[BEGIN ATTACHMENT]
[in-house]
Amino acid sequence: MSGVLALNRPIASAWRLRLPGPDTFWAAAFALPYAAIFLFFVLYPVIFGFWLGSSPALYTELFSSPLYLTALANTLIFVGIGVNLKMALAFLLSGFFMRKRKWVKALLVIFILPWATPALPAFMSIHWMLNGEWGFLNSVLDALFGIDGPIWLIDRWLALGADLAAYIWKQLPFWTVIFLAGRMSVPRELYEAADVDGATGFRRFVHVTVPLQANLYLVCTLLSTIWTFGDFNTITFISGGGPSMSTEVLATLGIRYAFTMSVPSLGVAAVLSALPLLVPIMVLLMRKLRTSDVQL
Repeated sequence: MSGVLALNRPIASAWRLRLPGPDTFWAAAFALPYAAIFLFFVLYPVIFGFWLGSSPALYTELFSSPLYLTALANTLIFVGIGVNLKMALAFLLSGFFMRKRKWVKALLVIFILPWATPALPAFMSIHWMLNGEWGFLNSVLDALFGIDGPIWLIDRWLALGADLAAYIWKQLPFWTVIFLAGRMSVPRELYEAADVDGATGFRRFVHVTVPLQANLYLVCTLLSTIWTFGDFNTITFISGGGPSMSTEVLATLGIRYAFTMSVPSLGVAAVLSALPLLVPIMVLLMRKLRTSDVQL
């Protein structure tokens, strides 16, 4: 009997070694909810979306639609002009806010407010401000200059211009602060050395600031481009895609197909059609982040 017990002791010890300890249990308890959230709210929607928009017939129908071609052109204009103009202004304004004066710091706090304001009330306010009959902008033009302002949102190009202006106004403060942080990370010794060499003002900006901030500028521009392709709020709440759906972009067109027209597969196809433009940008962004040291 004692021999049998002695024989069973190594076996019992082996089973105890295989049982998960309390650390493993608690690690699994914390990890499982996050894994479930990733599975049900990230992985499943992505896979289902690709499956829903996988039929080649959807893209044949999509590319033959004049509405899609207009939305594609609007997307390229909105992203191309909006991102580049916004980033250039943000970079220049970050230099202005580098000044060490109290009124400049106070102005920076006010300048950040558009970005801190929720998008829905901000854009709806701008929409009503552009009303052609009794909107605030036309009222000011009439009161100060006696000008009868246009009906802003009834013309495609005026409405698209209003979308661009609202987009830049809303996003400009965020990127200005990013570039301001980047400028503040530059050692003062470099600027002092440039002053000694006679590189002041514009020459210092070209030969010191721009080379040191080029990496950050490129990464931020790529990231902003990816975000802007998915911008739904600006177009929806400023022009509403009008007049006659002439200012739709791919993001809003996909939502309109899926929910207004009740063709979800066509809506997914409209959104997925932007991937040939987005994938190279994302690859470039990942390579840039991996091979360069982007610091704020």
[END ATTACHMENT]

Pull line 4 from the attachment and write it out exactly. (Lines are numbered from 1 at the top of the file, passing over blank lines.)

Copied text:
């Protein structure tokens, strides 16, 4: 009997070694909810979306639609002009806010407010401000200059211009602060050395600031481009895609197909059609982040 017990002791010890300890249990308890959230709210929607928009017939129908071609052109204009103009202004304004004066710091706090304001009330306010009959902008033009302002949102190009202006106004403060942080990370010794060499003002900006901030500028521009392709709020709440759906972009067109027209597969196809433009940008962004040291 004692021999049998002695024989069973190594076996019992082996089973105890295989049982998960309390650390493993608690690690699994914390990890499982996050894994479930990733599975049900990230992985499943992505896979289902690709499956829903996988039929080649959807893209044949999509590319033959004049509405899609207009939305594609609007997307390229909105992203191309909006991102580049916004980033250039943000970079220049970050230099202005580098000044060490109290009124400049106070102005920076006010300048950040558009970005801190929720998008829905901000854009709806701008929409009503552009009303052609009794909107605030036309009222000011009439009161100060006696000008009868246009009906802003009834013309495609005026409405698209209003979308661009609202987009830049809303996003400009965020990127200005990013570039301001980047400028503040530059050692003062470099600027002092440039002053000694006679590189002041514009020459210092070209030969010191721009080379040191080029990496950050490129990464931020790529990231902003990816975000802007998915911008739904600006177009929806400023022009509403009008007049006659002439200012739709791919993001809003996909939502309109899926929910207004009740063709979800066509809506997914409209959104997925932007991937040939987005994938190279994302690859470039990942390579840039991996091979360069982007610091704020």